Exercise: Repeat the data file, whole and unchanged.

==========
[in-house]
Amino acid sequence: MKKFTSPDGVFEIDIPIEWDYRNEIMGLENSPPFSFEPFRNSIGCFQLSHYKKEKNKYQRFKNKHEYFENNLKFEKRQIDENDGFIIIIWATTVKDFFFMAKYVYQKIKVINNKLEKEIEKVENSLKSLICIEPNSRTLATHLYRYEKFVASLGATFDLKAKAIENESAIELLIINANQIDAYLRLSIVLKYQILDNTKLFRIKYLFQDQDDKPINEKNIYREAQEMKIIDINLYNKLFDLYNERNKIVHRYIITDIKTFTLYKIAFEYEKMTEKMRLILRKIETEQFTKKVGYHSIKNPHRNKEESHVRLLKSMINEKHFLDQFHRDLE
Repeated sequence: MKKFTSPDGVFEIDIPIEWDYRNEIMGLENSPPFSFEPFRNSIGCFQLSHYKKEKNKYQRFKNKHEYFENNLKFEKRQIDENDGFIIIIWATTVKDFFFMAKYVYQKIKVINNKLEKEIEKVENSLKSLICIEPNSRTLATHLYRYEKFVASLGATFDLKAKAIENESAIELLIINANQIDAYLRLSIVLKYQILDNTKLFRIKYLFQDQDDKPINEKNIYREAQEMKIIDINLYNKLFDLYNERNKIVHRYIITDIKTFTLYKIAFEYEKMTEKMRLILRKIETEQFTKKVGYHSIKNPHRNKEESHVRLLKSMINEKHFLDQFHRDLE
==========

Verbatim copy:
[in-house]
Amino acid sequence: MKKFTSPDGVFEIDIPIEWDYRNEIMGLENSPPFSFEPFRNSIGCFQLSHYKKEKNKYQRFKNKHEYFENNLKFEKRQIDENDGFIIIIWATTVKDFFFMAKYVYQKIKVINNKLEKEIEKVENSLKSLICIEPNSRTLATHLYRYEKFVASLGATFDLKAKAIENESAIELLIINANQIDAYLRLSIVLKYQILDNTKLFRIKYLFQDQDDKPINEKNIYREAQEMKIIDINLYNKLFDLYNERNKIVHRYIITDIKTFTLYKIAFEYEKMTEKMRLILRKIETEQFTKKVGYHSIKNPHRNKEESHVRLLKSMINEKHFLDQFHRDLE
Repeated sequence: MKKFTSPDGVFEIDIPIEWDYRNEIMGLENSPPFSFEPFRNSIGCFQLSHYKKEKNKYQRFKNKHEYFENNLKFEKRQIDENDGFIIIIWATTVKDFFFMAKYVYQKIKVINNKLEKEIEKVENSLKSLICIEPNSRTLATHLYRYEKFVASLGATFDLKAKAIENESAIELLIINANQIDAYLRLSIVLKYQILDNTKLFRIKYLFQDQDDKPINEKNIYREAQEMKIIDINLYNKLFDLYNERNKIVHRYIITDIKTFTLYKIAFEYEKMTEKMRLILRKIETEQFTKKVGYHSIKNPHRNKEESHVRLLKSMINEKHFLDQFHRDLE